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Stephen Lam Sui-lung, OBE, GBM, GBS (Cantonese pronunciation: [lɐ̏m sɵ̀y.lɵ̏n]; born 24 November 1955) was the Chief Secretary for Administration of Hong Kong and Secretary for Constitutional and Mainland Affairs.


Stephen Lam Sui-lung

林瑞麟
Stephen Lam Sui-lung 2010.jpg
Stephen Lam in 2010
Chief Secretary for Administration
In office
30 September 2011 – 30 June 2012
Chief ExecutiveDonald Tsang
Preceded byHenry Tang
Succeeded byCarrie Lam
Secretary for Constitutional and Mainland Affairs
In office
1 July 2002 – 30 September 2011
Chief ExecutiveTung Chee Hwa
Donald Tsang
Preceded byMichael Suen (as Secretary for Constitutional Affairs)
Succeeded byRaymond Tam
Personal details
Born (1955-11-24) 24 November 1955 (age 63)
British Hong Kong
NationalityChinese, Hong Kong
Spouse(s)Florence Ip
Alma materUniversity of Hong Kong
University of London (law)
Stephen Lam Sui-lung
Chinese
Cantonese YaleLàhm Seuih-lèuhn

Lam was born in Hong Kong attended Wah Yan College. He graduated from the University of Hong Kong in 1978 and then began his public service career. During his early years in the civil service he attended the University of London Law School, from which he graduated in 1983.

Career

Lam joined the Hong Kong government administrative service in October 1978. He held senior positions as Administrative Assistant to the Chief Secretary from 1989 to 1991. He was the Deputy Secretary for Constitutional Affairs from 1994 to 1996. He was the director of the Hong Kong Handover Ceremony Co-ordination Office from 1996 to 1997.[1] In this role he was appointed an Officer of the Order of the British Empire in the Queen's Birthday Honours of 1997.[2]

After the transfer of sovereignty of Hong Kong to the People's Republic of China, he was the Director of Administration and Development in the Hong Kong Department of Justice. From July 2002 to September 2011 he was Secretary for Constitutional Affairs. Lam then replaced Henry Tang as the Chief Secretary for Administration, with nine months of the term remaining, due to Tang's resignation from the post in advance of his expected trot to the Chief Executiveship.[1] Lam has enjoyed the lowest popularity ratings among the three key secretaries – chief secretary, finance secretary and justice secretary – and in May 2012 scored 37.3 points out of 100.[3]

On 5 and 6 June 2009, Lam met with Fu Don-cheng (傅棟成), Taiwan's Mainland Affairs Council deputy minister.[4] The meeting took place in Taipei to improve cooperation between Hong Kong and Taiwan trade.[5] He also met with Lai Shin-yuan, the Chairwoman of the MAC.

Lam decided to leave politics upon the expiry of his term of office on 30 June 2012; [3] He became the official with lowest opinion poll since HK SAR Government was established in 1997. He then studied theology at the Oxford University from September and graduated after a year.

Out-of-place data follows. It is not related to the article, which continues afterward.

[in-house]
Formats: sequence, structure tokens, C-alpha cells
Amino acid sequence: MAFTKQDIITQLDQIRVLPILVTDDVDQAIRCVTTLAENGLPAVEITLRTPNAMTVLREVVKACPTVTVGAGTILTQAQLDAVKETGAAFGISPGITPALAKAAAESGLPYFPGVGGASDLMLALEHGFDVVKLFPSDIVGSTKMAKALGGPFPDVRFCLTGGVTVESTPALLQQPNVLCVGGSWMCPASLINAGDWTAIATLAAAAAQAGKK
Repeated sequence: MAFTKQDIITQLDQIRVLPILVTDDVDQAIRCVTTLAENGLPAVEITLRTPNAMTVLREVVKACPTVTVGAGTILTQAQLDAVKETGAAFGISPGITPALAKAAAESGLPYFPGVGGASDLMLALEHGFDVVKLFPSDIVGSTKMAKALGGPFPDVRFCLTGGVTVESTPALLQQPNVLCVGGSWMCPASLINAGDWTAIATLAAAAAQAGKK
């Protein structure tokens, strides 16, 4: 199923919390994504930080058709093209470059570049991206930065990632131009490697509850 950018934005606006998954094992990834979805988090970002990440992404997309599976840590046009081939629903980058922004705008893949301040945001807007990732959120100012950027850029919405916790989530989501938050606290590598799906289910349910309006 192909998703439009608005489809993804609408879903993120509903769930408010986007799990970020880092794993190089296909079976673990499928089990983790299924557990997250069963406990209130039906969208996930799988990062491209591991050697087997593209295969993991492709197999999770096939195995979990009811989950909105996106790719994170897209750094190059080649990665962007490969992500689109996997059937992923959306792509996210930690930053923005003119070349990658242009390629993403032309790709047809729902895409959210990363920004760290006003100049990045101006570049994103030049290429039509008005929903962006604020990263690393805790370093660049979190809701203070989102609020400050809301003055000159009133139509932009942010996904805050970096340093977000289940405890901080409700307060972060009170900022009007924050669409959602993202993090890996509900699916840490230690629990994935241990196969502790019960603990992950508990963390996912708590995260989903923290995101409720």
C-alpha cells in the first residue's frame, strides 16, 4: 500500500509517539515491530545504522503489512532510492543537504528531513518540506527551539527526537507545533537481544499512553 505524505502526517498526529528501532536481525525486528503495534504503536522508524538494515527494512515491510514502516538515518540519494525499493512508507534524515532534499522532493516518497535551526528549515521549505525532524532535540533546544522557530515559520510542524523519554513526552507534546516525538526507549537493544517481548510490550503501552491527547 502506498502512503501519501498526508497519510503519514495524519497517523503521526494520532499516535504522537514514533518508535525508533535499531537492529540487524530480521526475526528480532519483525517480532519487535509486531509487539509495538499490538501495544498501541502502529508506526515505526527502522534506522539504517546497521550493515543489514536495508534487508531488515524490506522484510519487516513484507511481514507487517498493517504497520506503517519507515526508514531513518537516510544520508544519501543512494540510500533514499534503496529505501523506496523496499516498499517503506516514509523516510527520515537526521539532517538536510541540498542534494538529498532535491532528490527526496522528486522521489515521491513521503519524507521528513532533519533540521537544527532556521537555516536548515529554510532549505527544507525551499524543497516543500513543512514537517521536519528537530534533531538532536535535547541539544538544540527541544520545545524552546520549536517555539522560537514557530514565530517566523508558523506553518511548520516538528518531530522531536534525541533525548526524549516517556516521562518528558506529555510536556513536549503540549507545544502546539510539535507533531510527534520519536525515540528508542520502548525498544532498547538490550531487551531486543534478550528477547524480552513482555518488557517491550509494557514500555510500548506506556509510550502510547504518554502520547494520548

Criticism

In July 2007 during a Legislative Council meeting, Lam was criticized by the pan-democrats for pocketing millions of dollars in government salary, while making no progress in constitutional development. Lam was dubbed "Eunuch Lam"(林公公).[6] In 2011, his alleged "manipulation" of political development – in particular, the so-called "replacement mechanism" for filling vacancies in the Legislative Council caused by resignations, led to objections to his promotion to Chief Secretary, including a protest march of more than a thousand people, led by the Civil Human Rights Front.[7]

References

  1. ^ a b Gov.hk. "Mr Stephen Lam Sui-lung." Retrieved on 17 June 2009.
  2. ^ "Supplement to Issue 54794", London Gazette, 13 June 1997, p.25.
  3. ^ a b Phila Siu, (7 May 2012). "Duty calls" Archived 8 January 2013 at Archive.today. The Standard, page 1.
  4. ^ The Standard HK. "The Standard.com Archived 4 June 2011 at the Wayback Machine." Lam seals accord for closer ties with Taiwan. Retrieved on 17 June 2009.
  5. ^ News.gov.hk. ""Stephen Lam to visit Taipei"[permanent dead link]. News.gov.hk Retrieved on 17 June 2009.
  6. ^ Legco.gov.hk. "Legco.gov.hk." OFFICIAL RECORD OF PROCEEDINGS. Wednesday, 11 July 2007. Retrieved on 17 June 2009.
  7. ^ "Protests demand Stephen Lam resign", RTHK News, 10 Oct 2011
Political offices
Preceded by
Michael Suen
Secretary for Constitutional Affairs
2002–2007
Succeeded by
Himself
as Secretary for Constitutional and Mainland Affairs
Preceded by
Himself
as Secretary for Constitutional Affairs
Secretary for Constitutional and Mainland Affairs
2007–2011
Succeeded by
Raymond Tam
Preceded by
Henry Tang
Chief Secretary for Administration
2011–2012
Succeeded by
Carrie Lam
Government offices
New office Information Coordinator of Chief Executive Office
1999–2002
Vacant
Title next held by
Andy Ho
Order of precedence
Previous:
Allan Zeman
Recipient of the Grand Bauhinia Medal
Hong Kong order of precedence
Recipient of the Grand Bauhinia Medal
Succeeded by
Wong Yan-lung
Recipient of the Grand Bauhinia Medal